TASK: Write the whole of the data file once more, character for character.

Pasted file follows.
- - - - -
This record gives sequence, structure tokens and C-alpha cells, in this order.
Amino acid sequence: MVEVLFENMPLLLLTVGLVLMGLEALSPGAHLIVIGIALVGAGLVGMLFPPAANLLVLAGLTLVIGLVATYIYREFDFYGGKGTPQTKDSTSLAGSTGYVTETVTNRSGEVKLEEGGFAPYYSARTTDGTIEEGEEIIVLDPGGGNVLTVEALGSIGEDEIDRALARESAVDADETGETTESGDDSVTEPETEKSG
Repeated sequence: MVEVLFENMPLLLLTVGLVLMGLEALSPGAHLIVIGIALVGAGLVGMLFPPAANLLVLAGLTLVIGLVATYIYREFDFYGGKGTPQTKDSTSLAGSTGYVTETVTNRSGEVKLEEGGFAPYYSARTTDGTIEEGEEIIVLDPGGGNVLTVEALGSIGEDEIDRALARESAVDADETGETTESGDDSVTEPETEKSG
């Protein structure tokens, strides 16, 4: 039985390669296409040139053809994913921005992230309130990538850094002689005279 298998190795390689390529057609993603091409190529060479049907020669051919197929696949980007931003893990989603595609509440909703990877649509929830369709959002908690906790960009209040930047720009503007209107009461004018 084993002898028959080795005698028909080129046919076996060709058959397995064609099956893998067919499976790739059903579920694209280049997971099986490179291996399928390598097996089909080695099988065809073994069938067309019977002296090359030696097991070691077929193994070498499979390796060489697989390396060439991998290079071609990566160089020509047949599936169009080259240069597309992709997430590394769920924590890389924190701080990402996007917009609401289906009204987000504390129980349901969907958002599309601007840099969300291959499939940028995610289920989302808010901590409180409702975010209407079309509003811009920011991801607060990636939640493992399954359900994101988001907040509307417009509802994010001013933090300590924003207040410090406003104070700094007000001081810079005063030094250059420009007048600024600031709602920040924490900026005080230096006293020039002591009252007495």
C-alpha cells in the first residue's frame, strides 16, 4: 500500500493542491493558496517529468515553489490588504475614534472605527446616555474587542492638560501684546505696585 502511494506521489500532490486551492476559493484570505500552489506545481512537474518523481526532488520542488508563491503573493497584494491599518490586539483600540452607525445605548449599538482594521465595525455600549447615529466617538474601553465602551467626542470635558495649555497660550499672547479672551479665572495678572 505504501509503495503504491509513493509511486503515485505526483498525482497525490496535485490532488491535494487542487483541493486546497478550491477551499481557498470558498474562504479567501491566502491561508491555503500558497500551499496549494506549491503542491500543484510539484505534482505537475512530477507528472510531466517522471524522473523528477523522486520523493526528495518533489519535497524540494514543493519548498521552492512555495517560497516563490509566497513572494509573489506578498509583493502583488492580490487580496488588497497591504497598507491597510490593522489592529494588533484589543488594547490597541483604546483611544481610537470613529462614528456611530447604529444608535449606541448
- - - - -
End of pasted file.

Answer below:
This record gives sequence, structure tokens and C-alpha cells, in this order.
Amino acid sequence: MVEVLFENMPLLLLTVGLVLMGLEALSPGAHLIVIGIALVGAGLVGMLFPPAANLLVLAGLTLVIGLVATYIYREFDFYGGKGTPQTKDSTSLAGSTGYVTETVTNRSGEVKLEEGGFAPYYSARTTDGTIEEGEEIIVLDPGGGNVLTVEALGSIGEDEIDRALARESAVDADETGETTESGDDSVTEPETEKSG
Repeated sequence: MVEVLFENMPLLLLTVGLVLMGLEALSPGAHLIVIGIALVGAGLVGMLFPPAANLLVLAGLTLVIGLVATYIYREFDFYGGKGTPQTKDSTSLAGSTGYVTETVTNRSGEVKLEEGGFAPYYSARTTDGTIEEGEEIIVLDPGGGNVLTVEALGSIGEDEIDRALARESAVDADETGETTESGDDSVTEPETEKSG
């Protein structure tokens, strides 16, 4: 039985390669296409040139053809994913921005992230309130990538850094002689005279 298998190795390689390529057609993603091409190529060479049907020669051919197929696949980007931003893990989603595609509440909703990877649509929830369709959002908690906790960009209040930047720009503007209107009461004018 084993002898028959080795005698028909080129046919076996060709058959397995064609099956893998067919499976790739059903579920694209280049997971099986490179291996399928390598097996089909080695099988065809073994069938067309019977002296090359030696097991070691077929193994070498499979390796060489697989390396060439991998290079071609990566160089020509047949599936169009080259240069597309992709997430590394769920924590890389924190701080990402996007917009609401289906009204987000504390129980349901969907958002599309601007840099969300291959499939940028995610289920989302808010901590409180409702975010209407079309509003811009920011991801607060990636939640493992399954359900994101988001907040509307417009509802994010001013933090300590924003207040410090406003104070700094007000001081810079005063030094250059420009007048600024600031709602920040924490900026005080230096006293020039002591009252007495």
C-alpha cells in the first residue's frame, strides 16, 4: 500500500493542491493558496517529468515553489490588504475614534472605527446616555474587542492638560501684546505696585 502511494506521489500532490486551492476559493484570505500552489506545481512537474518523481526532488520542488508563491503573493497584494491599518490586539483600540452607525445605548449599538482594521465595525455600549447615529466617538474601553465602551467626542470635558495649555497660550499672547479672551479665572495678572 505504501509503495503504491509513493509511486503515485505526483498525482497525490496535485490532488491535494487542487483541493486546497478550491477551499481557498470558498474562504479567501491566502491561508491555503500558497500551499496549494506549491503542491500543484510539484505534482505537475512530477507528472510531466517522471524522473523528477523522486520523493526528495518533489519535497524540494514543493519548498521552492512555495517560497516563490509566497513572494509573489506578498509583493502583488492580490487580496488588497497591504497598507491597510490593522489592529494588533484589543488594547490597541483604546483611544481610537470613529462614528456611530447604529444608535449606541448